How jaws evolved in humans and other mammals
Washington: A University of Notre Dame researcher has shed light on the evolution and function of jaws.
Researcher Matt Ravosa’s integrative research program investigates major adaptive and morphological transformations in the mammalian musculoskeletal system during development and across higher-level groups.
In mammals, the greater diversification and increasingly central role of the chewing complex in food procurement and processing has drawn considerable attention to the biomechanics and evolution of this system. Being among the most highly mineralized, and thus well preserved, tissues in the body, craniodental remains have long been used to offer novel insights into the behaviour and affinities of extinct organisms.
Ravosa feels that the study of mandibular symphysis, which is the midline joint between the left and right lower jaws, is one of the most interesting and complex articulations in the bodies of mammals. This is due to the remarkable evolutionary and postnatal variation in the degree of fusion, or the amount of hard versus soft tissue, in this joint. For instance, humans, apes and monkeys all have a bony symphysis, which differs from the condition observed in most other living and fossil primates.
In two papers about adaptive and non-adaptive influences on mandibular evolution with his postdoctoral fellow Jeremiah Scott, Rovosa and his colleagues present analyses based on more than 300 species and 2,900 individual mandibles from highly diverse mammal groups where the feeding behaviour of living species is well documented.
Ravosa is particularly interested in determining if there is a relationship between the properties of food being consumed and the degree of fusion of the jaw.
His recent paper in the Journal of Evolutionary Biology is most broad-based examination to date relating dietary properties of mammals to the degree of fusion. His research reveals that in the case of marsupials, carnivorans and strepsirrhine primates that eat harder, tougher and bigger foods have a lesser degree of fusion.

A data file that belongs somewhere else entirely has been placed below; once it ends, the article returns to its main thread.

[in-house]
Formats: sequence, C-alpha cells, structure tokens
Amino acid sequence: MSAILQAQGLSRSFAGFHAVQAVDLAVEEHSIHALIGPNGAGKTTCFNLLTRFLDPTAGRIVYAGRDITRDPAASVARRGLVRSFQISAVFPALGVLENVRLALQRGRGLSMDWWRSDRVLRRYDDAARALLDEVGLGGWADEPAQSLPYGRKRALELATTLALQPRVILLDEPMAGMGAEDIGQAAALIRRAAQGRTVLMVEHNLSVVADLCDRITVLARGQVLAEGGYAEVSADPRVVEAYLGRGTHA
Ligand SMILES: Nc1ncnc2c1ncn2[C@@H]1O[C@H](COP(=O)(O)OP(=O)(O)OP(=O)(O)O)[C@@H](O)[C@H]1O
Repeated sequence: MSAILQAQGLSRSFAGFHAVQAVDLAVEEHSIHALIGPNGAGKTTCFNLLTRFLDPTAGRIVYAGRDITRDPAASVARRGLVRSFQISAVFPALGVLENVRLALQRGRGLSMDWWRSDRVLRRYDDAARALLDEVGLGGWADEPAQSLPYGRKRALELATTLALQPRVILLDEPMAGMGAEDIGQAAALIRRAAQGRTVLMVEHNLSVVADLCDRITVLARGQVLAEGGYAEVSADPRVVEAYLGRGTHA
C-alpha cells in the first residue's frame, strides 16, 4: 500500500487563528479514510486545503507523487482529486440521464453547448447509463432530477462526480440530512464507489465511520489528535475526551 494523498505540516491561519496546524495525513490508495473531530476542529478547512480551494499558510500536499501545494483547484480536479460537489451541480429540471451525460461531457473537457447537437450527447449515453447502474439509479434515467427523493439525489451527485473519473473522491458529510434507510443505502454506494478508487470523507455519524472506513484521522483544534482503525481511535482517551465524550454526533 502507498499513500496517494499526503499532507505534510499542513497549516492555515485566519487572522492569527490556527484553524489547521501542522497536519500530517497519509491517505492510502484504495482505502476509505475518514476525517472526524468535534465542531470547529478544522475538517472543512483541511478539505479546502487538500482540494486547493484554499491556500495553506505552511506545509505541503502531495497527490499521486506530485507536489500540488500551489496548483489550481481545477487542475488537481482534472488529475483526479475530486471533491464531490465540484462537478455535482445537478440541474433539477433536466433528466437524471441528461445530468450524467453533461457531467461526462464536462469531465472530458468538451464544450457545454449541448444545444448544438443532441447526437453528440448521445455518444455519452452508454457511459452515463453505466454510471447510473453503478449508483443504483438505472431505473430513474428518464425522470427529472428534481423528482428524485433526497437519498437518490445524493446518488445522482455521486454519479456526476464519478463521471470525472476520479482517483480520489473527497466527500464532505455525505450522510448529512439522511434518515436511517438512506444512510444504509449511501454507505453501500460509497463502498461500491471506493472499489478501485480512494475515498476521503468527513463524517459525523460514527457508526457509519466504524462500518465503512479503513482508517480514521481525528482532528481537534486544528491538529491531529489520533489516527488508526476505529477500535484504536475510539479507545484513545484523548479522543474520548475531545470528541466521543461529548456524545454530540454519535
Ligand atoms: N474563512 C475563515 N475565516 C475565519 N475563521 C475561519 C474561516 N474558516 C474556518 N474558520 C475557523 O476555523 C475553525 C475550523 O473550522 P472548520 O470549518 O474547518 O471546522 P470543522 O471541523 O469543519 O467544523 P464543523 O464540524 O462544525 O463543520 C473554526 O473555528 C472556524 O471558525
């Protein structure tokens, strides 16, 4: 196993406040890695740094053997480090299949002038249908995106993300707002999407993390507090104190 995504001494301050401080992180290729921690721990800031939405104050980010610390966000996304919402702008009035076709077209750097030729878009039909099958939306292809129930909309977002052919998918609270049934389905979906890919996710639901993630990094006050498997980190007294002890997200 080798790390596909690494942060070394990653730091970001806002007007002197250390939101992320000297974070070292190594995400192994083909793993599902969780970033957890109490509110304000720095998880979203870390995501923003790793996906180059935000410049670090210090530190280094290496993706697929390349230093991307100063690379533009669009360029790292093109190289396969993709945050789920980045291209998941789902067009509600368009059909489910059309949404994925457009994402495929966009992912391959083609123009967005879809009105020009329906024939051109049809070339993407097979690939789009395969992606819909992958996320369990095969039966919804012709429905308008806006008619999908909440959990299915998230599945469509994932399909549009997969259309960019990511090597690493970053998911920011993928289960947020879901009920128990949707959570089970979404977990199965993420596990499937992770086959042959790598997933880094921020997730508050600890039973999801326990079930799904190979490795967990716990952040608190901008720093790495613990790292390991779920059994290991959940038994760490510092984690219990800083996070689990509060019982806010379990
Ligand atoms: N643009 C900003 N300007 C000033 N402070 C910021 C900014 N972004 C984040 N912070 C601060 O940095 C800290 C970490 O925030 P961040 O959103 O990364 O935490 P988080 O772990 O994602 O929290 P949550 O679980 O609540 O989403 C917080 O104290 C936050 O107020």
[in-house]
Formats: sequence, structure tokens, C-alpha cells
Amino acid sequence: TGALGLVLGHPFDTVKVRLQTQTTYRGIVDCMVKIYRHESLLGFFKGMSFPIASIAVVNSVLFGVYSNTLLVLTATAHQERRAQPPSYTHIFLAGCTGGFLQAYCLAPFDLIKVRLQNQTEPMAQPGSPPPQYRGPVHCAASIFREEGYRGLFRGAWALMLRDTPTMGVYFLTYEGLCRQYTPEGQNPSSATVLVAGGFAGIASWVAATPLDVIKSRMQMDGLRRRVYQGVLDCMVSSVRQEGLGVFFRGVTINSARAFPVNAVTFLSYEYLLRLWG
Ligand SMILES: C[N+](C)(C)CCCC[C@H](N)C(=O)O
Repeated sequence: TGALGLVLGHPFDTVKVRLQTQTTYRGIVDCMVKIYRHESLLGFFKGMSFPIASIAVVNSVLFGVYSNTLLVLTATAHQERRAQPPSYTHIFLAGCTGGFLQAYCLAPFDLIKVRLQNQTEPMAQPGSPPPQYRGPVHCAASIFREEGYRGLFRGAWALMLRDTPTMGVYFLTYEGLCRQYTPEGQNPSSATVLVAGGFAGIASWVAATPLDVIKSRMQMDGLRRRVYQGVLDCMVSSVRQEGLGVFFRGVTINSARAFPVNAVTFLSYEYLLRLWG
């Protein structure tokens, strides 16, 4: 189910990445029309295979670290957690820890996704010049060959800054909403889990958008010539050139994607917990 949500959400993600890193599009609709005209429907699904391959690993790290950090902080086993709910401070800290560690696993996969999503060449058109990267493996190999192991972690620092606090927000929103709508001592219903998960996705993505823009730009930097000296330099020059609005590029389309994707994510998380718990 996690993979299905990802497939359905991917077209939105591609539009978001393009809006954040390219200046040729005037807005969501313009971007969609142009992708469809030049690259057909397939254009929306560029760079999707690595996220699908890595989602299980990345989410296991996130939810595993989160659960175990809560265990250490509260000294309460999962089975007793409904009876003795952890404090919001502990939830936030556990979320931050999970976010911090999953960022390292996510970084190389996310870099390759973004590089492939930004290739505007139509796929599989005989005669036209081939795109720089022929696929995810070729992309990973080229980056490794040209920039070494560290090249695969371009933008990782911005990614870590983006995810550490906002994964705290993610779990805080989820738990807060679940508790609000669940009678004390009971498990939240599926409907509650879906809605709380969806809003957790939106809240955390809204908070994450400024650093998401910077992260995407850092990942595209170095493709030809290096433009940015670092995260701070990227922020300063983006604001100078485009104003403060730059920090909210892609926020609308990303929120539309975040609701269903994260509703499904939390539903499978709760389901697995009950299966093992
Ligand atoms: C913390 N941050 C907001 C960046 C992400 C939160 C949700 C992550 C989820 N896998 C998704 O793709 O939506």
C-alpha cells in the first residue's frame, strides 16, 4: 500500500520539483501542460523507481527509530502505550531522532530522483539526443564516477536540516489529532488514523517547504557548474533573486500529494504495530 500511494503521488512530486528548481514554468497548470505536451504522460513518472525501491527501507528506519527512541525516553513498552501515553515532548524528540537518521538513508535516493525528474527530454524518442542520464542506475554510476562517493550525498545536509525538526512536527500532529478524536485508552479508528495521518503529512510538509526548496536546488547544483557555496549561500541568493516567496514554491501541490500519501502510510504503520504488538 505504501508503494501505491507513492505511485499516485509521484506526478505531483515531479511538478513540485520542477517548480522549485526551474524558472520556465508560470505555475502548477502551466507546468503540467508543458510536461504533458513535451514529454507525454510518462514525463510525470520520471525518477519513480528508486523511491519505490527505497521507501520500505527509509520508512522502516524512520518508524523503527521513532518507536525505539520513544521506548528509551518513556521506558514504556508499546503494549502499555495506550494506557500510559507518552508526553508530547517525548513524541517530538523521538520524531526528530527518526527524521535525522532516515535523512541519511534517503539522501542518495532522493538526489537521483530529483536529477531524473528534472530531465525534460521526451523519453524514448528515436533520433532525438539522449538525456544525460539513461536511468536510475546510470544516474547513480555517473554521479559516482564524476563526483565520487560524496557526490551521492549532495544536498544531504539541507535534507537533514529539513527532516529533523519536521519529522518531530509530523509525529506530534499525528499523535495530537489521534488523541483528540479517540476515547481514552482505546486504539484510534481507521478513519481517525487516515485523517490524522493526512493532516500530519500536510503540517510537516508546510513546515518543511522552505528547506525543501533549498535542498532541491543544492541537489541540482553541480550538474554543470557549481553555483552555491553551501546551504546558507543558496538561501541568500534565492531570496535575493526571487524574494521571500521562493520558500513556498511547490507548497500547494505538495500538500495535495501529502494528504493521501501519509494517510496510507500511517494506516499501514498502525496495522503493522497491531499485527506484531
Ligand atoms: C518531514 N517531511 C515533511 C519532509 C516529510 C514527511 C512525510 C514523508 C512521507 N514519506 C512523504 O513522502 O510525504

By contrast, animals that consume softer, smaller foods do not have as great a degree of fusion. This supports biomechanical arguments that fusion strengthens the symphyseal joint during postcanine chewing and biting.
In another paper appearing in the journal Evolution, Ravosa reports that in some bat lineages, the fusing of the jaw can be evolutionarily constrained as its morphology does not vary as a function of dietary products. Such evidence about limits on musculoskeletal variation is typically rare in mammals, with these findings having important implications regarding the evolution of the feeding apparatus in humans and other anthropoids.
Though dietarily diverse, all members of this primate group exhibit a fused symphysis that also does not vary with diet.
Ravosa noted that similar analysis of other species would further help our understanding of the evolution and development of the mammalian skull, which includes his lab’s ongoing anatomical, imaging, cellular, molecular and engineering approaches to determinants of jaw-joint formation, aging and pathology.
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